Presumably, in 1999, an underling at Universal fingered through the Pokémon cards in his chain wallet with fingers attached to hands attached to wrists clasped in studded bracelets and suddenly, struck with inspiration, exclaimed “Godamnit I will make Limp Bizkit’s Rollin’ (Air Raid Vehicle) a movie!” Two years later The Fast and the Furious came out and 12 years after that I found myself taking in the experience that is Furious Six (per the opening credits) as part of my nationally renowned 2013 Dwayne “The Rock” Johnson Initiative. History, am I right?
Aside from potentially forcing myself to watch the first episode of TNT’s The Hero, Furious 6 is, so far as IMDb is concerned, the end of my New Year’s resolution to watch every theatrical release featuring The Rock. And what a finale it was.
Absolutely nothing about Furious Six, or any of its last three counterparts, should ever have worked. Ever. None of it. They shouldn’t even exist. The original film was as awesome as P.O.D.’s “Boom” and earned its Vin Diesel-less sequel, which in turn should have logically been the end of it all, and yet here we are discussing a Fast and Furious franchise. A franchise complete with a cannon comprised of sequels, prequels and interquels. But here we are.
Furious Six picks up almost immediately after the events of Fast Five. That is a sentence that I just wrote and you just read. While Six never quite reaches the masterful heights of the climactic safe sequence or the Dwayne Johnson/Vin Diesel brawl of its predecessor, it maintains enough of the momentum to easily be one of the franchise’s best entries.
The Rock makes good on the promise he made at the end of Fast Five to find Vin Diesel. Again, that is a sentence I just wrote and you just read. And those aren’t even the characters names. Those are the names of the actors. Furious Six. From there Diesel and The Rock broker a deal wherein Diesel and the gang help The Rock take down some British guy, who I don’t recognize from Game of Thrones and who is really good at cars, in return for full pardons so the fast and furious can return home to America and just be fast.
But wait! There’s more! You didn’t think Vin Diesel would do literally the only thing he does ever for “the man” just to pardon all of his DVD player thefts, did you? No, the kick in the butt Diesel’s Dom Toretto gets to undertake one last job after his last one last job is the news that his angry old lover, the deceased Anna Lucia a.k.a. Michelle Rodriguez a.k.a. Letty is still alive.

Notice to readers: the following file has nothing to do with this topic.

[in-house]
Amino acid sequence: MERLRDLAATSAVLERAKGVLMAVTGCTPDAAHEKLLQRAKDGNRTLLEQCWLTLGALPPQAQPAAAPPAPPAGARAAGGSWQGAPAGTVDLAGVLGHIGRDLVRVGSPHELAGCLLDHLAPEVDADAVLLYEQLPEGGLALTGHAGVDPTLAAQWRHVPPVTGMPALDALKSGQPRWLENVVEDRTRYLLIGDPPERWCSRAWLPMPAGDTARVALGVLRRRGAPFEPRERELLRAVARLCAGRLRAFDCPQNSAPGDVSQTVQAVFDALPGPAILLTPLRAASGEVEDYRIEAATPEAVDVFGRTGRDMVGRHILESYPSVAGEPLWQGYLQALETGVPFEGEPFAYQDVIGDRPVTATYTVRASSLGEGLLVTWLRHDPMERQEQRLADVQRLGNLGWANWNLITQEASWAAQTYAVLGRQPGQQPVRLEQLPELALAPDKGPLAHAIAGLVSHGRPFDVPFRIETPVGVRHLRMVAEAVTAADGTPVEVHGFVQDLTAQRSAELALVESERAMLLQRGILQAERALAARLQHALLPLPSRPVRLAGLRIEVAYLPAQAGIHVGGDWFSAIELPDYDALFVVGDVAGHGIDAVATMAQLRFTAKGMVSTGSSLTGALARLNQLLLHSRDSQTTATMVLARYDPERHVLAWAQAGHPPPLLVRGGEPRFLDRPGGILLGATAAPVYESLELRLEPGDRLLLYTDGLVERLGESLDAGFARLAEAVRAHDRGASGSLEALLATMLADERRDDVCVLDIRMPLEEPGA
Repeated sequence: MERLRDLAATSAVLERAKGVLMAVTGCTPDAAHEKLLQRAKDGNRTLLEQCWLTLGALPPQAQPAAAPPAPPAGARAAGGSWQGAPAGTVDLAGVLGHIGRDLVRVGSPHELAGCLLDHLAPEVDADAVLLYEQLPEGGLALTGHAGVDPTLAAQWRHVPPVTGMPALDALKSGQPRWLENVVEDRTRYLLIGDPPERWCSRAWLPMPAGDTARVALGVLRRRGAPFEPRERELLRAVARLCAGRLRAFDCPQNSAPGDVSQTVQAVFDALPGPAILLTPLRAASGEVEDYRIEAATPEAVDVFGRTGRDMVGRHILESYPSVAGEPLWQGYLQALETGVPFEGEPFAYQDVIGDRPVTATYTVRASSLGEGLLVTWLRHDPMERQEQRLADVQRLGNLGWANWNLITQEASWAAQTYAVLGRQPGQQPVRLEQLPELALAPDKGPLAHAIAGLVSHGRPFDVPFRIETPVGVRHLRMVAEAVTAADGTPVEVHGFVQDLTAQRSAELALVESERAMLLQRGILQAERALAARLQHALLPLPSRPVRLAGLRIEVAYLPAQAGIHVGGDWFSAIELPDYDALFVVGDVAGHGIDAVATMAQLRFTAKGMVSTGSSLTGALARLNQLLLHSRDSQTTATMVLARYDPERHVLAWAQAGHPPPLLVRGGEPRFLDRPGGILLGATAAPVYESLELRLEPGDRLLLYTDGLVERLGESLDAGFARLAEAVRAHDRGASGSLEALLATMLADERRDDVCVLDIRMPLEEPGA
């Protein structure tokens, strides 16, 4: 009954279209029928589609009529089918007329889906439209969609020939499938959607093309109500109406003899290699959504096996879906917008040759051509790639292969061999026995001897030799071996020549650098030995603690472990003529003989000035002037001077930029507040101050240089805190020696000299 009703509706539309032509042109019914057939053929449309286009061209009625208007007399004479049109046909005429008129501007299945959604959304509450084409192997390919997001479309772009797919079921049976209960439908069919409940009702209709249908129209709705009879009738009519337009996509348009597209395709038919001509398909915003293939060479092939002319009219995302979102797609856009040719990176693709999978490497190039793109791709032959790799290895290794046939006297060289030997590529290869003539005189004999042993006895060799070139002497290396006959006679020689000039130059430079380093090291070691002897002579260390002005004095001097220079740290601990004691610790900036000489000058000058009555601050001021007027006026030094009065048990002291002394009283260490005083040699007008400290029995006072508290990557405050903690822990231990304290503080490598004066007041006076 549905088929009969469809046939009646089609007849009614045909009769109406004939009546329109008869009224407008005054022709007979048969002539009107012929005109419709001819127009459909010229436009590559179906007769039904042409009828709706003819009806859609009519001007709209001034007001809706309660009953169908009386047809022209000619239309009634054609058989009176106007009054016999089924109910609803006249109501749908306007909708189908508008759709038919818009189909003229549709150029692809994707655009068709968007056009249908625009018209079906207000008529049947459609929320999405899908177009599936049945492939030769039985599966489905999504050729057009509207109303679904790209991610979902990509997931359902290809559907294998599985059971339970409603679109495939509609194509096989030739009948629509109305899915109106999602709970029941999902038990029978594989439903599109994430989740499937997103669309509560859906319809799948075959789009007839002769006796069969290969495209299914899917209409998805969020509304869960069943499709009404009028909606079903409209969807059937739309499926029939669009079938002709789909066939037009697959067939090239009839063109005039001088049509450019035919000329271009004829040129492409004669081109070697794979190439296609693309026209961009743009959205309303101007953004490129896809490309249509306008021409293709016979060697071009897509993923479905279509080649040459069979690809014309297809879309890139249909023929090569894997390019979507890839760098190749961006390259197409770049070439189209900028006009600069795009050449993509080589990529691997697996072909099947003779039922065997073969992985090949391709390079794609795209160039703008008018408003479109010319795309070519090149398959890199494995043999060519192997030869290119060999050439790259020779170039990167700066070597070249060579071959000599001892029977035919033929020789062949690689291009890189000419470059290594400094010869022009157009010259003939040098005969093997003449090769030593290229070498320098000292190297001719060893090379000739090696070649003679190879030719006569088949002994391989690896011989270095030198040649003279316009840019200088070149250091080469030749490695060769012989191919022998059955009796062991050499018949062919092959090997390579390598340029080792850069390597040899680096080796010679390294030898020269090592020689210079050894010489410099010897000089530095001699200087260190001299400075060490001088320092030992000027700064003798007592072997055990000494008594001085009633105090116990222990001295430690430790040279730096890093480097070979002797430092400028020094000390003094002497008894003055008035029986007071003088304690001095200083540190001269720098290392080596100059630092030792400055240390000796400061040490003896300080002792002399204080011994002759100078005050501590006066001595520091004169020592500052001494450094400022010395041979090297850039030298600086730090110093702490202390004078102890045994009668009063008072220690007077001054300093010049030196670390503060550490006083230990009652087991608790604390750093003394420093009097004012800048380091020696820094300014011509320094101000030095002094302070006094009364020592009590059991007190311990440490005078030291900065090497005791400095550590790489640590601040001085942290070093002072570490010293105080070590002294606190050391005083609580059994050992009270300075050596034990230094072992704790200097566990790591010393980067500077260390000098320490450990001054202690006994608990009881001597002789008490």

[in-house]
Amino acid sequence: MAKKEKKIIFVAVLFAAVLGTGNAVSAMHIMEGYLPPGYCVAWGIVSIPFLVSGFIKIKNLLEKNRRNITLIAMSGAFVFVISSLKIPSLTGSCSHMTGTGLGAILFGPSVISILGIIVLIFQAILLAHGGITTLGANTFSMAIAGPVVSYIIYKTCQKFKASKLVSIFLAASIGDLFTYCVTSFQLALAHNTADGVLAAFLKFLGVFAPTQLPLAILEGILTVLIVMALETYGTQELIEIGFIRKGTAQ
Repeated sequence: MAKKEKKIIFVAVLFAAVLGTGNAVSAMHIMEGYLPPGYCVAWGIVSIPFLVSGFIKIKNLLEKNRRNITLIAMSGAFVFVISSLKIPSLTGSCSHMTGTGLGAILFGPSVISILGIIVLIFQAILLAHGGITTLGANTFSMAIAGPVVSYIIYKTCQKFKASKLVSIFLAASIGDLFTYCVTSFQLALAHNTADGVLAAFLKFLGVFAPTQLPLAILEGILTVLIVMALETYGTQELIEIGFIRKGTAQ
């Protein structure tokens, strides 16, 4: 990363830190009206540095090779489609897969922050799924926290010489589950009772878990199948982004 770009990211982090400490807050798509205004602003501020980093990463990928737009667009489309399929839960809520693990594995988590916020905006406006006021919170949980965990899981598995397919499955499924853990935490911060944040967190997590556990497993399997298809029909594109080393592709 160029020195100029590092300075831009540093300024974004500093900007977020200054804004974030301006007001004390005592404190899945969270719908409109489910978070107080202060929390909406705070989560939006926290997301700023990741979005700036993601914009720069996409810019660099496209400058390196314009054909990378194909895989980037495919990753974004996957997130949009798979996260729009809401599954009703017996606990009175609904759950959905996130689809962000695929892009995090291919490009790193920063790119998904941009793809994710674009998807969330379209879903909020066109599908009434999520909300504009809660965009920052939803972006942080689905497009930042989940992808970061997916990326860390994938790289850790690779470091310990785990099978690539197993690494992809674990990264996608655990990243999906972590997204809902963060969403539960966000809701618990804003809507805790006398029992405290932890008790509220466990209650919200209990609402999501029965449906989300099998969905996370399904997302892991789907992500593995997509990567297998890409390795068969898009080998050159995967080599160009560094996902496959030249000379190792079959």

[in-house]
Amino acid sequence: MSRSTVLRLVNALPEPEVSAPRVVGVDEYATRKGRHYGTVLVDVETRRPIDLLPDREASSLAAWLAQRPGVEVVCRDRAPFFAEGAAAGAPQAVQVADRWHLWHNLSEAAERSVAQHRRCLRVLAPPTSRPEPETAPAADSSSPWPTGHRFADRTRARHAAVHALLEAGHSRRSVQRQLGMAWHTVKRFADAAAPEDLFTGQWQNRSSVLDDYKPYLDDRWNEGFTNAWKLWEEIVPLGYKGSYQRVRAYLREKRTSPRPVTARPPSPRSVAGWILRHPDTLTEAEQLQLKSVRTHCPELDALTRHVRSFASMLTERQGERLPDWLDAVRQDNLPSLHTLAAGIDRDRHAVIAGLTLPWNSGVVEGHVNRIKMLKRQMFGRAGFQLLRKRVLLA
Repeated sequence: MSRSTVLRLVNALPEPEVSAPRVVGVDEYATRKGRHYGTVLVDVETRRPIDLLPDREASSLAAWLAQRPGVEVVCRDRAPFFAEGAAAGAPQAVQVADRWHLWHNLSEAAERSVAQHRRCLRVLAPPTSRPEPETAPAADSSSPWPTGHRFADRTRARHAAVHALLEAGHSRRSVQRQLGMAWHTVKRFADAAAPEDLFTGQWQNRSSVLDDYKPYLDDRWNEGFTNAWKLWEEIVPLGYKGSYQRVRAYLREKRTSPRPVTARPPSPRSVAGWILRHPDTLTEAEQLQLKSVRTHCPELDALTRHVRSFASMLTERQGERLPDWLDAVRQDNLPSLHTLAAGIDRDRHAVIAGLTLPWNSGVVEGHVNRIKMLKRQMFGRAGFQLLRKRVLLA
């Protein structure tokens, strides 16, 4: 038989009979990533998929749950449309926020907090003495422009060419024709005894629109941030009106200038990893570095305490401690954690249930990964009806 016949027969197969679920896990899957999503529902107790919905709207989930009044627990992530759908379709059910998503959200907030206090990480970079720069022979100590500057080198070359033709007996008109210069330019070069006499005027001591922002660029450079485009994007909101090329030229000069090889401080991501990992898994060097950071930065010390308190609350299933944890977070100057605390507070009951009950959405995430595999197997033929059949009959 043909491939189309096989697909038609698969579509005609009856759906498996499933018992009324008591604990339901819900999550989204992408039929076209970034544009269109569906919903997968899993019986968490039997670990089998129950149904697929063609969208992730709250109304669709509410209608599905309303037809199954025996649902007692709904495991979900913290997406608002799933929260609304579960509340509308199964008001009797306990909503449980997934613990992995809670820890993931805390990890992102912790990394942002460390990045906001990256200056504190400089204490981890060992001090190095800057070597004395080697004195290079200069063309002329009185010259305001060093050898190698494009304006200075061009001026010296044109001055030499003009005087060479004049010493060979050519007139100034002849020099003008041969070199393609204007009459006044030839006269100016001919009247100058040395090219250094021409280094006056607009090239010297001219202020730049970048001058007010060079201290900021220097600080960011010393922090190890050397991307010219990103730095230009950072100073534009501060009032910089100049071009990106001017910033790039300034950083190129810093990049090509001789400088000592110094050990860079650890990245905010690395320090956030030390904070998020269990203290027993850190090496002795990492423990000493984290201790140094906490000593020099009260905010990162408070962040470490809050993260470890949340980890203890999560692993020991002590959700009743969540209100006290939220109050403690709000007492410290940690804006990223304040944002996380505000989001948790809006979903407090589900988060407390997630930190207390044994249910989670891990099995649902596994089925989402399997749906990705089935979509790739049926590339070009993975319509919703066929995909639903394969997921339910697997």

The Fast and The Furious movies have been a lot of things, but Furious Six marks the first time the film has blasted through the airplane cargo hold of car-based action movies right onto the flaming tarmac of daytime soap operas. Let’s go down the list; a baby, multiple Hispanic women and amnesia. Days of our Fast and Furious Lives.
Of course the car-based action is there in spades and amped up to eleven. Whether it’s the muscle car v. tank bridge-battle turned gravity-defying romantic leap of faith or the two guys v. one guy v. lady v. lady foot chase/fist brawl throughout the London Underground.
Of course the centerpiece of the entire film is undoubtedly the climactic final action sequence in which Dom and the gang use their loudest, fastest, sportiest, most muscly automobiles to bring down a C-130 cargo plane. The sequence is over the top, action packed and easily twenty minutes long. And those NOS fueled twenty minutes are interesting ones, considering that with the plane and cars moving at a consistent minimum of 60 mph the runway would have to be a minimum of a hundred million miles long, a solid 99 million and change miles longer than the worldwide runway average per wherever I would get that statistic.
It’s an impossibly long runway and an epically long action sequence that goes on far longer than it has any right to and against all odds still holds your attention well after it should. But that hasn’t stopped the Fast and Furious franchise before. Sure the runway should have ended about five minutes into the scene, but the Fast and Furious franchise should have ended immediately after the Vin Diesel-less 2 Fast 2 Furious. Sure the plane should have taken off long before the militia of muscle cars managed to harpoon themselves to its wings, but under absolutely no circumstances should there have been a sequel to Fast and Furious 3: Tokyo Drift, a film that couldn’t even lasso the talent of Paul Walker.
But somehow against all odds the ridiculous final set piece to Furious Six just works. And just like the endless climactic runway, the juggernaut speedster franchise has pressed onward and somehow, six entries and over ten years in, just works. Furious Six is so dumb. It is so freaking dumb. And man was it great.
The 2013 Dwayne “The Rock” Johnson initiative has been an emotional roller coaster ride, from the shitty sons of Snitch to the Channing Tatum of G.I. Joe Retaliation to the glorification of horrific real life murderers in Pain and Gain to the glorification of real life fake car thieves is Furious Six, which was easily the greatest cinematic feat The Rock has cooked up this year, due in no small part to his own breathtaking biceps and perpetually perspiration-prone pecks.
If I’ve learned anything from my impressive undertaking of The 2013 Dwayne “The Rock” Johnson Initiaitive it’s a secret and I’m not going to tell you. Nice try. Some will say I wasted my time and money seeing all of Dwayne “The Rock” Johnson’s movies. Some will say I am a really cool dude for being so dedicated to such a noble ideal and that in time the rest of America will join me in the sun. I like to think the second one. With the nobles and stuff.
Only time will tell.
God bless you Dwayne Johnson. You did the Lord’s work in 2013.